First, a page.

ACT Students Design MI Learning Space as Part of City-wide Design LAB Challenge

ACT Students Design MI Learning Space as Part of City-wide Design LAB Challenge

Mason Intermediate School fifth graders in Gifted Intervention Specialist Vicki Chappell and Lynne Hutchinson's nine classes are designing a Learning Space for their school as part of a city-wide Design LAB Challenge.


This year's Design Lab theme asked students to look around their school and determine what learning space is needed, or a space that needs redesigned to better meet the needs of students and staff. The students brainstormed ideas and developed a list of questions to ask their "clients," also known as fellow students in grades 4-6. Each design group interviewed clients from each of the three grade levels to offer a variety of perspectives based on the age of the client. This feedback along with the students' own critical thinking, helped shape the design.


Chappell and Hutchinson's 200 students worked with five volunteer architects/designers.


Both of Chappell's volunteers from last year, Danielle Henry and Gerald Stanley, returned this year. Stanley is with VSWC architects in Mason, the firm that also designed all of Mason City Schools' buildings. According to Chappell, not only did Stanley give students the site plans for Mason Intermediate, he also gave students the "inside scoop on why certain design elements were included."


"It was delightful to be able to share my passion and experience with the students of Mason Intermediate. I am very proud of the amount of time, dedication and attention to detail from the students, volunteers and the educators to reach our goals. This project is a great tool for exploring critical thinking skills, group discussion/activity and creativity. Every student's hard effort and understanding of the built environment comes to show in each and every project, down to the smallest of detail," said Stanley, VSWC Architects?.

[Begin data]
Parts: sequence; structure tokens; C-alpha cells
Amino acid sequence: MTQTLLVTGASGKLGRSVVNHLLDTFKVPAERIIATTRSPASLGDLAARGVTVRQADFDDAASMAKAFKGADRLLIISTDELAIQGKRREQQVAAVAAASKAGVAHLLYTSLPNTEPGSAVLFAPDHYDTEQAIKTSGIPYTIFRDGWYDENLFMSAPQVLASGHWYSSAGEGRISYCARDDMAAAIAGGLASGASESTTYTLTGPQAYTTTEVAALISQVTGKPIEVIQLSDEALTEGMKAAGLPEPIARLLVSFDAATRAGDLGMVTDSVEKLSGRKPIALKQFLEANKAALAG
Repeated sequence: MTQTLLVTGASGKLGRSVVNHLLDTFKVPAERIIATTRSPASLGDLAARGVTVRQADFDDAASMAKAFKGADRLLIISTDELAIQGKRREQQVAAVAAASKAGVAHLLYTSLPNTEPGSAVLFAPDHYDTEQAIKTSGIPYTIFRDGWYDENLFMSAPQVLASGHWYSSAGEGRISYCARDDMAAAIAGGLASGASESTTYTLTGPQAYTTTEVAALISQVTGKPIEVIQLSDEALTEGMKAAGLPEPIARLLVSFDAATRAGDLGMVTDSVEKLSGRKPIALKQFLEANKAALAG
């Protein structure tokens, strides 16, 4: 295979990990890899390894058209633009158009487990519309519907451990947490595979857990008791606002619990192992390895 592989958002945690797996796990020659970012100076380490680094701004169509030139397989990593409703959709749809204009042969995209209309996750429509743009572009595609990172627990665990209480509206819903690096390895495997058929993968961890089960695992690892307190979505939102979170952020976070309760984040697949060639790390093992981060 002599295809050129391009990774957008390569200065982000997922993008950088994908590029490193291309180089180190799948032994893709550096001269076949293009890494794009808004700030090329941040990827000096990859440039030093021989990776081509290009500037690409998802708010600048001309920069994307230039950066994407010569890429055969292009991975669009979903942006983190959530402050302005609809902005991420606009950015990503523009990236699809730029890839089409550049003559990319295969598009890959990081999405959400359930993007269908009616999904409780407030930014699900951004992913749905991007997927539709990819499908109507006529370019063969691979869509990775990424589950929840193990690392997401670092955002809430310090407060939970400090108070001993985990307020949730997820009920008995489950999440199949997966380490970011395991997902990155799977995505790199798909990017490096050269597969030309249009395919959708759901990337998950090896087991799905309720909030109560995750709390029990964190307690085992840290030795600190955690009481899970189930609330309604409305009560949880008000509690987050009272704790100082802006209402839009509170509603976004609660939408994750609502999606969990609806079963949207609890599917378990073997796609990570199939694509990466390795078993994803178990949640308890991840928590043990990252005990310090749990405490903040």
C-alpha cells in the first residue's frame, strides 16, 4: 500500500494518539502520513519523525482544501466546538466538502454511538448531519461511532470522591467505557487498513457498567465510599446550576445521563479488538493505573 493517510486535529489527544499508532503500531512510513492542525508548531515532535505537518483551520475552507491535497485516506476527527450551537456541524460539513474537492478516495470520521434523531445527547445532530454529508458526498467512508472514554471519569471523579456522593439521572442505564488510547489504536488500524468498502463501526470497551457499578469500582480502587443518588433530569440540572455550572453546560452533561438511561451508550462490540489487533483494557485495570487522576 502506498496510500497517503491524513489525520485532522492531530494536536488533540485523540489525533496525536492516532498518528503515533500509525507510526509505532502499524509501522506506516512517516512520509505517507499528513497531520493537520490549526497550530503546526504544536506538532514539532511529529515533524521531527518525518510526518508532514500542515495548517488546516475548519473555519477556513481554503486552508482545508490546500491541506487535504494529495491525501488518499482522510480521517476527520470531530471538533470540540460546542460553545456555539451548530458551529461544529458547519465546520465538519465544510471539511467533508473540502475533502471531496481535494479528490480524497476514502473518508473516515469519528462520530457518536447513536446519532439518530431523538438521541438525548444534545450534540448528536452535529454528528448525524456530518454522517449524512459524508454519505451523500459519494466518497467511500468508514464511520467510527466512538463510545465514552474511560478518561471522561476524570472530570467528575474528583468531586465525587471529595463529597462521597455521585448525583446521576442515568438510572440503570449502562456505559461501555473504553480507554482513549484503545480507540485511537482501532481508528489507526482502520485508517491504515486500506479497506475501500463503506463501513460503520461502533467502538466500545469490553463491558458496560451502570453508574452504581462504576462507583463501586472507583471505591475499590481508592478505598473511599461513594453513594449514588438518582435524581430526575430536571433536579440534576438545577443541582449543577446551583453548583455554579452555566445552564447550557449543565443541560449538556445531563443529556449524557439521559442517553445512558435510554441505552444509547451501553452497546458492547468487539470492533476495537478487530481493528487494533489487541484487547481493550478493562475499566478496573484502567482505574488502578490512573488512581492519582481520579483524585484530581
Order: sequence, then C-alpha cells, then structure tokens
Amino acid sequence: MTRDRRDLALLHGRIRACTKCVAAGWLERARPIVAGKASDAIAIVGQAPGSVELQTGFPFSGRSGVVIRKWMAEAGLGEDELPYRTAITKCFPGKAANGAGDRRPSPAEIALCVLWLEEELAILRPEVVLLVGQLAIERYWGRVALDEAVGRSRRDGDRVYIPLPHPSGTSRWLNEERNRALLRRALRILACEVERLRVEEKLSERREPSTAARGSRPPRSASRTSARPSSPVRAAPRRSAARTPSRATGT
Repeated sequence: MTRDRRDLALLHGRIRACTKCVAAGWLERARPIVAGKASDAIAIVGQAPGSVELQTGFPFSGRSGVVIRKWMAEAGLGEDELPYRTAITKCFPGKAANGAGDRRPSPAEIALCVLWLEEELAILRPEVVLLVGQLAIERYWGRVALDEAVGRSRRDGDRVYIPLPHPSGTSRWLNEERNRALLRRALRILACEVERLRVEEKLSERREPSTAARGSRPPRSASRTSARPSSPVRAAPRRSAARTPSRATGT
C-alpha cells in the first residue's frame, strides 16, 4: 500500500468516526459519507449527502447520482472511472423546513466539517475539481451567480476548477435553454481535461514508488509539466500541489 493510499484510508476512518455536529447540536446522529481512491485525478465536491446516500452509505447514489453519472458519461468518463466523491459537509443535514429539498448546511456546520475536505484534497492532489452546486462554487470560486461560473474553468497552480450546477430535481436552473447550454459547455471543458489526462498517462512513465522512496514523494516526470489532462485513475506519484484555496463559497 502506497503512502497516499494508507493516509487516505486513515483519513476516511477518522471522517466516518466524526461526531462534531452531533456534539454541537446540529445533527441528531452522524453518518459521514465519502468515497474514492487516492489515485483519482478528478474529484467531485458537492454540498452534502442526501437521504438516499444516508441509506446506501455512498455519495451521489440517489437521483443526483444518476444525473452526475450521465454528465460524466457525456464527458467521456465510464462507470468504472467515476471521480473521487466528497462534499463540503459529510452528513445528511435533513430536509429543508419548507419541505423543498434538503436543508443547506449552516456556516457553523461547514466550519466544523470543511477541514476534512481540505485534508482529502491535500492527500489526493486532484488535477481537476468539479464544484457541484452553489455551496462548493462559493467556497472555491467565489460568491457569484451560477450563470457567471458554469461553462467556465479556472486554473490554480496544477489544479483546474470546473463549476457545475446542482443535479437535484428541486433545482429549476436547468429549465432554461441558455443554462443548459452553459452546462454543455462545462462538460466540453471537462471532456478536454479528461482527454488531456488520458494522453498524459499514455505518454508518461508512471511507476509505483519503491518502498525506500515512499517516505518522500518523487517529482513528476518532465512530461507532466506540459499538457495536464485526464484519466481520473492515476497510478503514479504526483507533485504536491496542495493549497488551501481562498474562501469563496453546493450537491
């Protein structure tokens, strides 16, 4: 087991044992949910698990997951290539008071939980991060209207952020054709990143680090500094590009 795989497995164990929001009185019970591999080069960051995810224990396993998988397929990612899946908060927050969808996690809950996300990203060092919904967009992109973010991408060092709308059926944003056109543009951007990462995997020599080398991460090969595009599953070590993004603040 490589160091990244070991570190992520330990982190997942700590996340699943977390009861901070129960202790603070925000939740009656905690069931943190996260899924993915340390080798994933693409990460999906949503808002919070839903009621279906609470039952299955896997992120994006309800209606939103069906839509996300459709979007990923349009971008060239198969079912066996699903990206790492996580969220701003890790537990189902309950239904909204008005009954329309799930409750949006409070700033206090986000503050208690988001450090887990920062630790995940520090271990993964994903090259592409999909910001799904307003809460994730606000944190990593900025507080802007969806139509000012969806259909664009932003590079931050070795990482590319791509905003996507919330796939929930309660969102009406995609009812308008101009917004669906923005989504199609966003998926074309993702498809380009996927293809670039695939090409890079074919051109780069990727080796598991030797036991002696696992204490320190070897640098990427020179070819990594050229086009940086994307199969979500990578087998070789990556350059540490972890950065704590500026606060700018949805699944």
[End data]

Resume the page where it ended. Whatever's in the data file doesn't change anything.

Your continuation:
Students also worked with Gulen Cevick, a doctoral candidate in architecture and a professor at Miami University.


Hutchinsons' professional volunteers include Jaipal Singh, who works with FRCH Design Worldwide and who helped with the morning classes. The afternoon classes were assisted by Leigha Carman, a Mason High School and UC DAAP program graduate who now works as a designer for The Kroger Co.


The architects took the students on a tour of MI's campus and pointed out not only design elements, but also suggestions on where to build and why architects place buildings where they do.


"The children LOVED having our volunteers with us. They took the suggestions of the volunteers to heart and willingly accepted feedback, knowing that these professionals had their best interest in mind," shared Chappell.


Fifth graders had to learn a variety of architecture and design vocabulary, like cross-section, insulation, sustainability, and ecosystem, to be successful at their job of designing the dwelling place. Students built all their models to scale, learned and applied all six steps of The Design Process, worked collaboratively in their group, and collected and documented evidence of their planning, research and design. The project provided an opportunity for learning real-world skills like staying focused and on task, demonstrating respect for materials and supplies, personal accountability and responsibility, as well as self-control of words, emotions and behaviors. Students also incorporated sustainable elements like solar panels, rain water collection systems, or living walls/roofs - reinforcing the fifth graders' understanding of how design impacts the environment.


"We would like to give a big thanks to VSWC architects here in Mason for donating materials at no cost to the students," shared Chappell. "They were wonderful in supplying not only the site plan for our school, but also the special grid  paper that students used to create their own designs, just like real architects!"


Projects that receive the highest scores from the judges will go to the city-wide competition at the Main Branch of the Hamilton County Public Library on May 3. The regional event will consist of 100 competing teams and is sponsored by the Architectural Foundation of Cincinnati and the Cincinnati Chapter of the American Institute of Architects (AIA)


The Design Fair exhibit week will be open to the public from April 30-May 7. The exhibit is open to anyone interested in seeing projects created by students grades K-12 from the Greater Cincinnati area.

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